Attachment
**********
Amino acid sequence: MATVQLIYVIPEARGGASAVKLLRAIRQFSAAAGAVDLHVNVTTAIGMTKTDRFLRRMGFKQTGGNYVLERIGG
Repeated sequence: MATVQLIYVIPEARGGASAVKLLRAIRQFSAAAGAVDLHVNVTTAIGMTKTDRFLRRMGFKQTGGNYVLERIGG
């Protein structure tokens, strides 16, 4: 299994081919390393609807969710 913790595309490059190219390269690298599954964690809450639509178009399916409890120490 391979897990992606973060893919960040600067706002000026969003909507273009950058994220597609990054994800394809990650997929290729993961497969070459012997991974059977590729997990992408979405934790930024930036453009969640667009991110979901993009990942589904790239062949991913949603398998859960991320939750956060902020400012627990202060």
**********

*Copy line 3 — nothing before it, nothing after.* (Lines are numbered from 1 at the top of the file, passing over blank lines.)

């Protein structure tokens, strides 16, 4: 299994081919390393609807969710 913790595309490059190219390269690298599954964690809450639509178009399916409890120490 391979897990992606973060893919960040600067706002000026969003909507273009950058994220597609990054994800394809990650997929290729993961497969070459012997991974059977590729997990992408979405934790930024930036453009969640667009991110979901993009990942589904790239062949991913949603398998859960991320939750956060902020400012627990202060």